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Smart Bombs: Military, Defense and National Security

What Made the M16 Such a Great Rifle

M16 Rifle (M16A2 Version)
M16 Rifle (M16A2 Version). Image: Creative Commons.

Though the M16 rifle had a rocky start, it addressed a crucial need in the United States military: a fully automatic rifle that was both lightweight and controllable.


After the conclusion of the Second World War, drawbacks to the iconic M1 Garand design became apparent. Though the rifle benefitted from the powerful .30-06 cartridge, it was hindered by its low 8-round capacity and could fire in semi-automatic only. Though the rifle also served on the Korean Peninsula, its shortcomings were affirmed.

What the United States needed was a new, fully-automatic rifle.

M16 Rifle Variations.

M16 Rifle Variations.

A New Solution

The idea of an automatic rifle paired with an intermediate cartridge was first pioneered on a large scale by Nazi Germany during the waning days of the Second World War. Many of Germany’s dying gasps were technological flops, though their Sturmgewehr 44 (German for “Assault Rifle 44”) represented nothing less than a revolution in firearms design. The rifle was chambered in the intermediate 7.92×33mm Kurz cartridge and combined the high rate of fire of a submachine gun with the stopping power of a rifle and the compactness of a carbine. 

Though an attempt was made via the M14 to put a full-powered, fully-automatic rifle into the hand of soldiers and Marines, the design was inadequate. Rather than an intermediate-power cartridge, the M14 was chambered in the now NATO-standard 7.62x51mm cartridge, which was much too powerful for fully-automatic firing — necessitating yet another redesign after just five years of service.

Enter the M16

The M16 was based on the AR-15 rifle, now a ubiquitous American rifle chambered in the intermediate .223 Remington cartridge. Like the StG 44, the M16 brought a high rate of fire and lightweight profile onto a magazine-fed platform. The M16 rifle weighed less than the heavy, wooden-stock M14 and was much more controllable during automatic fire. Its advantages were immediately obvious.

M16 Training

Two JGSDF soldiers conducting weapons familiarization training with M16A4 rifles

Despite the M16 superior characteristics, there were however several drawbacks that became apparent — and deadly — after its Vietnam combat debut.


Jams and other malfunctions were a common complaint that contributed to solder’s perception of the M16 as an unreliable rifle. Another complaint was the M16’s lack of stopping power compared to the M14’s larger 7.62x51mm cartridge, especially when shooting through the dense jungle foliage endemic to Vietnam, which caused bullets to lose velocity and stopping power.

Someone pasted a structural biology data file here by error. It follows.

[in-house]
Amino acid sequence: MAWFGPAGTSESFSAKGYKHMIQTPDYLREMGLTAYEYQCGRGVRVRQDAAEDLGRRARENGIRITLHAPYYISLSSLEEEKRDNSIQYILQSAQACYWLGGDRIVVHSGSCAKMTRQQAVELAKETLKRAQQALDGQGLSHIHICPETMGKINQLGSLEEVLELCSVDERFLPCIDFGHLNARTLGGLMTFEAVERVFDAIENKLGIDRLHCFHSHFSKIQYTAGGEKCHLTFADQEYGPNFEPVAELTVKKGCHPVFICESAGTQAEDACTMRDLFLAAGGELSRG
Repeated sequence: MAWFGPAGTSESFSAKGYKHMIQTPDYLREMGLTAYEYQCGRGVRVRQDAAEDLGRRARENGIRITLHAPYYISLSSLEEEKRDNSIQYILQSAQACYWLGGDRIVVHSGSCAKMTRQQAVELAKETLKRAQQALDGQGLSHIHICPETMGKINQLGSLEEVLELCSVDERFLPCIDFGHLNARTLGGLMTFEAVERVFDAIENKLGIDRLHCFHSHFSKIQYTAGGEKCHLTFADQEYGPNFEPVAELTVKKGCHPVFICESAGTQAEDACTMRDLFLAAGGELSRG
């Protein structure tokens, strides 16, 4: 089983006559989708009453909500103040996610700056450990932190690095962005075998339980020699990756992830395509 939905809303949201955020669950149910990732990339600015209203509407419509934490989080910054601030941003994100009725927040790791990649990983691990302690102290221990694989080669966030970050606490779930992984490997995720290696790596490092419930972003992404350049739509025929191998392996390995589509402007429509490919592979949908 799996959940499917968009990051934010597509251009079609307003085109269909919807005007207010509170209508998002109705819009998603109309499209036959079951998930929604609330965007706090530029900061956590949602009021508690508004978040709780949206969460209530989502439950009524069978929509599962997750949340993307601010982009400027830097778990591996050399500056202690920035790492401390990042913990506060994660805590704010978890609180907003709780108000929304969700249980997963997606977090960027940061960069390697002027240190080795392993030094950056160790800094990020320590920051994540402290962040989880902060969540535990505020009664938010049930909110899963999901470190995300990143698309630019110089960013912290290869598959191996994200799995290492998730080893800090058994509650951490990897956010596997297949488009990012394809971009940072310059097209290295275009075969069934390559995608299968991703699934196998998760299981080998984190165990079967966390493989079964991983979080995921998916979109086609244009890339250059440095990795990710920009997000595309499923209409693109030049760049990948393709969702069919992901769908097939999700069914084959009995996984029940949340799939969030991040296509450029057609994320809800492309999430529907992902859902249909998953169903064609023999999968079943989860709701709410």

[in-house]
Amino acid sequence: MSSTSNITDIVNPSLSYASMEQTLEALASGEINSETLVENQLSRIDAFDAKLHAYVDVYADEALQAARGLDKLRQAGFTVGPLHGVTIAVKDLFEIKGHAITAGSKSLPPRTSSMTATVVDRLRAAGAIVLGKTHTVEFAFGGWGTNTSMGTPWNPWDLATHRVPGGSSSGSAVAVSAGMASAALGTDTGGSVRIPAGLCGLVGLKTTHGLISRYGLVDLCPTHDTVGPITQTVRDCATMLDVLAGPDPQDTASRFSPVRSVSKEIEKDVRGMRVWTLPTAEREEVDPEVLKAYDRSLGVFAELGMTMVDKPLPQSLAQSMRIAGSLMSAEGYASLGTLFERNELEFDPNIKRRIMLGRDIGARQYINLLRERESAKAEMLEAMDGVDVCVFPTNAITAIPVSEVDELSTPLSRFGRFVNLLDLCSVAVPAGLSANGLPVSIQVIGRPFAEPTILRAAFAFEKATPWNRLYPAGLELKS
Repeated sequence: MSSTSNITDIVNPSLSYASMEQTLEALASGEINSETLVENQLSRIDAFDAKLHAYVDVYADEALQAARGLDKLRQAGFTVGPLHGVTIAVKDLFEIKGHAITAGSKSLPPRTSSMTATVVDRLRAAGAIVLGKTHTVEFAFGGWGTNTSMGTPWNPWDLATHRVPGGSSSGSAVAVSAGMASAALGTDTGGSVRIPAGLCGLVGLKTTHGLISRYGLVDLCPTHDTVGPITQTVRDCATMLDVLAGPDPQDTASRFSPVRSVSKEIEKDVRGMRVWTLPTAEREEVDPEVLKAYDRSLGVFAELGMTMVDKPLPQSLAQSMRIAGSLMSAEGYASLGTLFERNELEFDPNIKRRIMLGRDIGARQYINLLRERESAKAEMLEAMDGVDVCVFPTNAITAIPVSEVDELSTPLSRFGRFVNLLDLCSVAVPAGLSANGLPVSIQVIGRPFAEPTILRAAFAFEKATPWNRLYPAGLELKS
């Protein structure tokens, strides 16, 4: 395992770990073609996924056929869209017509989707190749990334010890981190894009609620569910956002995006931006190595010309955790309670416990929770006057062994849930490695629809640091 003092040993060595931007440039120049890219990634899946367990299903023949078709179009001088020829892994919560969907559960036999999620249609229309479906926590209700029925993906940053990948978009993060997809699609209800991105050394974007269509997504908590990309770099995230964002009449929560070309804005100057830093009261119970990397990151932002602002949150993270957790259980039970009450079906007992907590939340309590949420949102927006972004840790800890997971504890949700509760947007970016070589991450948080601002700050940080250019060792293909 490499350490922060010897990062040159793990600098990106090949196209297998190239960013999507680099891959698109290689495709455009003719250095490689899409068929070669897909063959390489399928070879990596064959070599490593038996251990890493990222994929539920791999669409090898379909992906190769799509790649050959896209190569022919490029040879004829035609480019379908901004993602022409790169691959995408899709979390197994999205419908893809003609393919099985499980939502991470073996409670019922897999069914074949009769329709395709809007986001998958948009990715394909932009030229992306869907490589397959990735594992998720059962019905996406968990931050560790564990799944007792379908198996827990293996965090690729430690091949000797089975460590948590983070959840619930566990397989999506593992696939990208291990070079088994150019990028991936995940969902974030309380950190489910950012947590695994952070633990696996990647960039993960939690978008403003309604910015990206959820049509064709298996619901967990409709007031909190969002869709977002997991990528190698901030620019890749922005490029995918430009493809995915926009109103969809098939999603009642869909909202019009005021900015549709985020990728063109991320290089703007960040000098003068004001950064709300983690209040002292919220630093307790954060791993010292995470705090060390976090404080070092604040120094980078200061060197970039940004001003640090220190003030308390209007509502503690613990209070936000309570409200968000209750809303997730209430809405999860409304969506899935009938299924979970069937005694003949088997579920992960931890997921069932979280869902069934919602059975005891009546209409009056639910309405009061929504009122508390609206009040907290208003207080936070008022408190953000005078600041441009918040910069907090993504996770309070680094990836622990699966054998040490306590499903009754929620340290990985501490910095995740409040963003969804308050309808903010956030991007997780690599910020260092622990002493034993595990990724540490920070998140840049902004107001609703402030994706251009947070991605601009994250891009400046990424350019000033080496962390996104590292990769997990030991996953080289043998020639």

Eventually, reliability issues were addressed by improved soldier instruction on how to clean and maintain their M16 rifles, and by a better distribution of cleaning kits. After these and other design improvements were incorporated into the M16 design, confidence in the rifle increased.


Since its introduction, the M16 has spawned a number of copies, variants, and derivative rifles in both the United States and abroad, though has largely been supplanted by the very similar, though more compact M4, essentially a carbine version of the M16. Another rifle visually similar, though mechanically different than the M16 has recently been adopted by the United States Marine Corps, the M27 rifle — and coincidentally the rifle that was used to shoot Osama bin Laden.

Still, the M16 rifle filled an important capability gap when introduced into service in the 1960s in Vietnam.

Caleb Larson is a Defense Writer based in Europe. He holds a Master of Public Policy and covers U.S. and Russian security, European defense issues, and German politics and culture.

Written By

Caleb Larson, a defense journalist based in Europe and holds a Master of Public Policy degree from the Willy Brandt School of Public Policy. He lives in Berlin and writes on U.S. and Russian foreign and defense policy, German politics and culture.



  1. Ed Timperlake

    January 7, 2021 at 4:54 pm


    As a Quantico trained Marine infantry officer in 1969 the M-16 was considered a total Vietnam War dangerous POS weapon.

    It jammed in firefights because numerous design flaws included machining tolerances that allowed little amounts of dirt, mud, dust et al to jam it quickly.

    The M-14 simply shrugged such amounts and kept firing as being a reliable and very powerful infantry weapon in very nasty conditions.

    The round was also dangerous because the ejector would often strip the rear off living a partially expended round in the chamber with the next one up taking home and jamming the breech

    Smart platoon leaders had what was known as their “ram-rod” fireteam member (1 Marine out of four) to use his bore cleaning ramroad clear the jam.

    My M-14 never ever failed on fully auto- and when I transitioned to M-16 it always jammed

    Everything was eventually fixed but a courageous friend in an M-16 v AK-47 fire right told his Marines to grab AKs from the dead NVA- the problem was the distinct noise an AK makes- if not life or death he could have been facing a courtmartial

    Blaming the troops in not keeping their M-16 clean is a real insult to a poorly initially designed weapon.
    Semper Fi

    • Chris

      January 8, 2021 at 9:43 am